The warmer weather on the mid-South Coast is encouraging more outdoor excursions, and for those birdwatchers looking to travel, then the Rocky Bay area is a real highlight. With its coastal forests and subtropical climate, the region has become renowned for some of the best bird sightings in KZN.
“There’s no doubt that this area is an outdoor enthusiast’s playground, but for the twitchers out there, it’s an absolute must-visit,” said Annien Koulountis, Resorts Manager at Rocky Bay Resorts. “Rocky Bay’s nature trails are operational and ready to welcome keen visitors looking for a great hike and a chance to tick off those bucket list bird species!”
Rocky Bay boasts some of the best outdoor trails for hiking, biking and birding. Extensive work has been done on the 111km Rocky Bay trails that wind through sugar cane fields with ocean views, and into the cooler indigenous coastal forest sections.
Sandy Olver, an Umdoni Village resident and member of BirdLife South Africa and South Coast Trogan’s Bird Club, has vast experience in spotting local bird species in the various habitats found within the region. In welcoming visiting twitchers, she has shared some local insight to make this a really worthwhile experience.
“If you don’t want to go too far then it’s worth a walk down to the folly on the ruins of the old railway bridge overlooking the estuary,” commented Olver. “When the mouth is closed and the river full, you should see kingfishers – giant and malachite – cormorants and even a black-crowned night-heron. Check under the existing bridge for nests of the little swifts and, in summer, the lesser striped swallows. The most common sea bird on the beach is the swift tern, but in Sardine Run season watch the flocks of beautiful cape gannets perform death-defying dives after the shoals.”
She said other good birding sights can be found on Rocky Bay Trails at a nominal fee, with entrance to these trails at Rocky Bay Resorts.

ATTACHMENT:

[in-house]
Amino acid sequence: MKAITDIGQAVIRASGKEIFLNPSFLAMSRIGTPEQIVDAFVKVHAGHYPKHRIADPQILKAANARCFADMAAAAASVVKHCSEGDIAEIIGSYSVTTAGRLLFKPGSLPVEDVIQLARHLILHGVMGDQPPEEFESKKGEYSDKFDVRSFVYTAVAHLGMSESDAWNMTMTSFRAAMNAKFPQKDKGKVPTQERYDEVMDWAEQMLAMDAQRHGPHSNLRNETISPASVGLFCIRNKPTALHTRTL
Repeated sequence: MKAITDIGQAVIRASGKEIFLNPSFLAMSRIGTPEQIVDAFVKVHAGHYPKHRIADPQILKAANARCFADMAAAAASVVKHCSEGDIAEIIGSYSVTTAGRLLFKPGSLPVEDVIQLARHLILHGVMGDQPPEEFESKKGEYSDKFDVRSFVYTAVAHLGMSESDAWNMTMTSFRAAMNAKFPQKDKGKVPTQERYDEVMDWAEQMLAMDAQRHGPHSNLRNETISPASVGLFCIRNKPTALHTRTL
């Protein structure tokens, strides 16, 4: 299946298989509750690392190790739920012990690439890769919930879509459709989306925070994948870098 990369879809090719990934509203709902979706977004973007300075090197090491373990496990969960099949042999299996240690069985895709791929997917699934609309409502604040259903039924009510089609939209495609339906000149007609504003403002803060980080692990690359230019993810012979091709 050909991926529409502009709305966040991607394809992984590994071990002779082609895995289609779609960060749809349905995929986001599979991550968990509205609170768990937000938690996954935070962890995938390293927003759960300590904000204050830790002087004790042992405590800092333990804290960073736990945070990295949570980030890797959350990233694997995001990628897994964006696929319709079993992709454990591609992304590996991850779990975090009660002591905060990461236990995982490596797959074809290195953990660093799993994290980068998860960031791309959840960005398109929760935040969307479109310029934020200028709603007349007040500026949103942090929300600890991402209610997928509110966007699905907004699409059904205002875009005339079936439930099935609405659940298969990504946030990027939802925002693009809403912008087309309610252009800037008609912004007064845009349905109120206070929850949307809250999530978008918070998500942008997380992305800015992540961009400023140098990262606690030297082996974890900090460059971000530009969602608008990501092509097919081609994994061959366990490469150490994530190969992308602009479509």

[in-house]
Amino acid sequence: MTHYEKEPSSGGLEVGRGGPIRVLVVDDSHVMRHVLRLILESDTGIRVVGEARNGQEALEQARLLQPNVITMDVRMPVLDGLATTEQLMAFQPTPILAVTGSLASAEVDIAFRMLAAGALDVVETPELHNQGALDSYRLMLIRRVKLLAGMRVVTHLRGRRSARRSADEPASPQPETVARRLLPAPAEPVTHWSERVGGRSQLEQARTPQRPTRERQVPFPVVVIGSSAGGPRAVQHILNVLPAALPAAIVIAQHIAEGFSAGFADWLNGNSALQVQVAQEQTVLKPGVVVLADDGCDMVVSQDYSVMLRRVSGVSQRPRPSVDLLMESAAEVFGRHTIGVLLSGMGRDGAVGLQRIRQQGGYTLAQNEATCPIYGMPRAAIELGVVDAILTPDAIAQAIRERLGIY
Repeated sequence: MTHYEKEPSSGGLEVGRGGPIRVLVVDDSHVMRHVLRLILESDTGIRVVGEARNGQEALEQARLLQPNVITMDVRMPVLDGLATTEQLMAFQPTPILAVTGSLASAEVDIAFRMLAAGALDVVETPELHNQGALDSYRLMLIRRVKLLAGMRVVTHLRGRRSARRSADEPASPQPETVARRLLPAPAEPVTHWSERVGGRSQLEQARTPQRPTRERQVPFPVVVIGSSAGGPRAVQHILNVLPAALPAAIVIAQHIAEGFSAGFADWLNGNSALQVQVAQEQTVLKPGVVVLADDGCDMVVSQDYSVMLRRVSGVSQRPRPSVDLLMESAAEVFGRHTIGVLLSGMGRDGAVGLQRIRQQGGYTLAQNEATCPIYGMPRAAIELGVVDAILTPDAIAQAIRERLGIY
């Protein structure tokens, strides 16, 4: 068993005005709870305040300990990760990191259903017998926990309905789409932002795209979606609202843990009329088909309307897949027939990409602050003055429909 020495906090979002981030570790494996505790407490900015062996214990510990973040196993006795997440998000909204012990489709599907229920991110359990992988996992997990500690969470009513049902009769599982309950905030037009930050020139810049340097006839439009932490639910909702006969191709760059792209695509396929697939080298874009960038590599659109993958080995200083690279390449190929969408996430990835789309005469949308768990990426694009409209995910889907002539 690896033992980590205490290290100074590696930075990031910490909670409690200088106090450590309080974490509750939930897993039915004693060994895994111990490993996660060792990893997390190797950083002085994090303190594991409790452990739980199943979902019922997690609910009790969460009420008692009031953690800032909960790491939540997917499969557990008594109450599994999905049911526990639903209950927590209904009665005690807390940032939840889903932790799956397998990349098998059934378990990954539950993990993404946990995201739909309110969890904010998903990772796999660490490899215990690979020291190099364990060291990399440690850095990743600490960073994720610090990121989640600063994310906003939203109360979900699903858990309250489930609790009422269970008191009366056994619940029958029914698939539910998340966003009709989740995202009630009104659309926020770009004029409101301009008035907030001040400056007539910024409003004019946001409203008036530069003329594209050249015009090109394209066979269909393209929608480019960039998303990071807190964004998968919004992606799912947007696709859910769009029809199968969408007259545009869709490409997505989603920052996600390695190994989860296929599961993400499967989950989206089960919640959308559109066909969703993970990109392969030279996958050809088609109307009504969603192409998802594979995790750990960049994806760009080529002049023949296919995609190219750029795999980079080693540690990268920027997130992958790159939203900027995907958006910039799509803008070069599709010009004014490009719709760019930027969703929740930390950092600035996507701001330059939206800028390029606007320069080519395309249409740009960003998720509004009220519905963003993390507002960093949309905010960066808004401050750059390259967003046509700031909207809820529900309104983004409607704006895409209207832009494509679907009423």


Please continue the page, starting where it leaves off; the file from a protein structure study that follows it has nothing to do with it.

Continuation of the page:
“Bush birds can be difficult to see so if you can recognise the calls of the migrant cuckoos, honeyguides, the mournful buff-spotted flufftail, or Narina trogon, then you know what to look for and where. Remember to look up to the skies for raptors.”
Other bird species to look out for include:
White-faced, white-backed, yellow-billed and African black ducks;
- Little grebe;
- Grey-crowned cranes in the grassland or tree-tops;
- Red-capped robin chat or scrub robins in the bush;
- Weavers, waxbills, widows or woodpeckers, sunbirds, shrikes and starlings, doves and drongos in the riverine bush and grassland;
- Scarlet-chested sunbird;
- Grey cuckoo shrike; and
- Scaly-throated honeyguide.
“It’s best to take it slowly and avoid birding around midday when it gets uncomfortably hot for you and the birds tend to be a bit quieter,” continued Olver. “Remember your binoculars and check when a rally or group activity is planned. It’s no good looking for birds if the roads are busy.”
For the best in birdwatching, get to Rocky Bay Resorts this spring! Rocky Bay Resorts has accommodation ranging from one-bedroom log cabins to a six-sleeper, three-bedroom log cabins and a Caravan Park with many sites offering sea views. To put a little extra ‘spring in your step’ Rocky Bay Resorts is offering 20% off all new reservations received for log cabins and campsites (T&Cs apply).
Visit www.rockybay.co.za or like the @RockyBayResorts Facebook page. To book accommodation at the Rocky Bay Resorts log cabins or Caravan Park, call 039 976 0336. Book the beach break of your dreams today: https://enquiries.rockybay.co.za/
Disclaimer: Rocky Bay Trails are maintained but not manicured to retain more of an ‘adventure experience’. Visitors use the trails at their own risk. There are no collection or rescue services for any emergency.